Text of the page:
A crucial feature of the ACO design is the concept of “beneficiary assignment.” Medicare’s enrollees are never explicitly asked if they would like to obtain their care through an ACO. Instead, the Medicare bureaucracy assigns beneficiaries to ACOs based on their use of physician services. If a beneficiary’s presumed “primary” physician is part of an ACO, then the beneficiary is assumed to be a part of it, too. Under current rules, nothing prevents Medicare beneficiaries from seeing physicians outside of an ACO, but the expectation is that ACO-affiliated physicians will steer their patients to other ACO-affiliated physicians, even if the beneficiary is completely unaware of the existence of the ACO. In effect, Medicare beneficiaries are being shoved into managed care–like structures without their explicit consent.

The new physician-payment system will supercharge the ACO concept by making it impossible for physicians to survive outside of an ACO. As physicians are forced to sign up with ACOs, their Medicare patients will automatically come with them. In about 20 years, the actuaries assume, there will be no Medicare program outside of ACOs and Medicare Advantage (MA) plans (the private-insurance option under Medicare).

Of course, there is nothing inherently wrong with provider-driven managed-care options that compete with MA plans. If hospitals and doctors are able to form cost-effective networks of care coordination, they should be free to offer their services to Medicare enrollees and compete with MA plans based on price and quality. Let the beneficiaries decide where they will get their care.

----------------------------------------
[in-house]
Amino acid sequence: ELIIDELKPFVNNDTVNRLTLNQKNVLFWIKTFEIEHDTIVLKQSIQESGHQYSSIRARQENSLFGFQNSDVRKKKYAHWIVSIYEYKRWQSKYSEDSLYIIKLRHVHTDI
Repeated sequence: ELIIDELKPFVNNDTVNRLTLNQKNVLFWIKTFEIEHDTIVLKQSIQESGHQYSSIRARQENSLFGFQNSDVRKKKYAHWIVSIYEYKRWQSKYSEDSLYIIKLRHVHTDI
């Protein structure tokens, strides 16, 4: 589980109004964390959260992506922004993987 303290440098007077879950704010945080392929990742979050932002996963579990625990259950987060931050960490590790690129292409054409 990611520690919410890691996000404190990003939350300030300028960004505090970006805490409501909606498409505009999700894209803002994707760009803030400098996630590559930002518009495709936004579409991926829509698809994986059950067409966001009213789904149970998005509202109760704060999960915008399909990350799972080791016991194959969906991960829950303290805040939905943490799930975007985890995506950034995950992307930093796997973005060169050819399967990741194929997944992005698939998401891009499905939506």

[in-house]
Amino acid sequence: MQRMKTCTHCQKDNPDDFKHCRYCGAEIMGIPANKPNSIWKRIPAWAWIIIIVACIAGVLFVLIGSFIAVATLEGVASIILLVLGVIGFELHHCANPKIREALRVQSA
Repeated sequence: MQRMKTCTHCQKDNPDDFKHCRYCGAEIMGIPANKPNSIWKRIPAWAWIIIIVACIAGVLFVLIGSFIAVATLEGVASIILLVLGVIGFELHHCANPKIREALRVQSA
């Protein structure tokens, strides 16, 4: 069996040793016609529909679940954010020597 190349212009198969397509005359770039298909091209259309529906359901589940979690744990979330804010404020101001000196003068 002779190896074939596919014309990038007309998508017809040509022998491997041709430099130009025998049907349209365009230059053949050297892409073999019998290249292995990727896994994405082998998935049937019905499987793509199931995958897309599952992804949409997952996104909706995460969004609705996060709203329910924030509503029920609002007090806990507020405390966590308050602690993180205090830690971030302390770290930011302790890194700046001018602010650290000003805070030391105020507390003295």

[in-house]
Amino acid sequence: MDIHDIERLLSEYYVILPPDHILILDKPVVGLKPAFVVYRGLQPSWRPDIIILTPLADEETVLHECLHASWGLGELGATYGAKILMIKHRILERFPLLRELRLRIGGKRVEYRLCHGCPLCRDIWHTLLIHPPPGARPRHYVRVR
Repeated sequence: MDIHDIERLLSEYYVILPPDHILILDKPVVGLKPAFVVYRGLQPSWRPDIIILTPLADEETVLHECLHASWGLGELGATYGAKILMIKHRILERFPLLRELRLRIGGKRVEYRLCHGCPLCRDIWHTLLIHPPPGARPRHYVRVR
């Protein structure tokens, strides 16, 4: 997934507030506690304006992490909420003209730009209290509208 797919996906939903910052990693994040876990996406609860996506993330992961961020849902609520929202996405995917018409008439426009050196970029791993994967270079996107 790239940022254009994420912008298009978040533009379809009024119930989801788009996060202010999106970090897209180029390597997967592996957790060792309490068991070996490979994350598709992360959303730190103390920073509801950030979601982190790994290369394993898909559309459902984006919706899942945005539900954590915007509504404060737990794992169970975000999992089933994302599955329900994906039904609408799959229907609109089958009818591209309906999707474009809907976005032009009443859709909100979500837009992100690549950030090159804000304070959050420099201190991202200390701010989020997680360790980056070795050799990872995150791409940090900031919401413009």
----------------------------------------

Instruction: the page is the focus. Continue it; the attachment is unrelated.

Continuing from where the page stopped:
But that’s not how the ACO program works. Like so much else in Obamacare, it is based on coercion, not choice, and the new physician-payment system dramatically increases the coercion by forcing physicians into ACOs, too. Further, the Medicare bureaucracy has already placed immense regulatory burdens on ACOs, and these will only increase as the program is broadened to more enrollees.

Many Republicans in Congress are understandably impatient with the perennial “doc fix” battles. They just want the issue to go away — and they are also eager to claim credit with their physicians for finally “fixing” the problem.

But this supposed permanent fix is anything but benign. It forces physicians into a new structure — ACOs — that gives the Medicare bureaucracy immense regulatory power over how doctors and hospitals organize themselves and take care of patients. And it forces Medicare beneficiaries to get their care through these organizations regardless of their personal preferences. Once established, ACOs will provide a direct route for the federal government to exert full control over the practice of medicine.

It would be far better for the future of American health care if Congress scrapped this misguided plan and opted instead to pass another short-term fix, perhaps for two years or so. That would ensure that a newly elected president would have the opportunity to propose a rational approach to paying physicians that doesn’t push us even further down the road of government-dominated health care.

— James C. Capretta is a senior fellow at the Ethics and Public Policy Center and a visiting fellow at the American Enterprise Institute.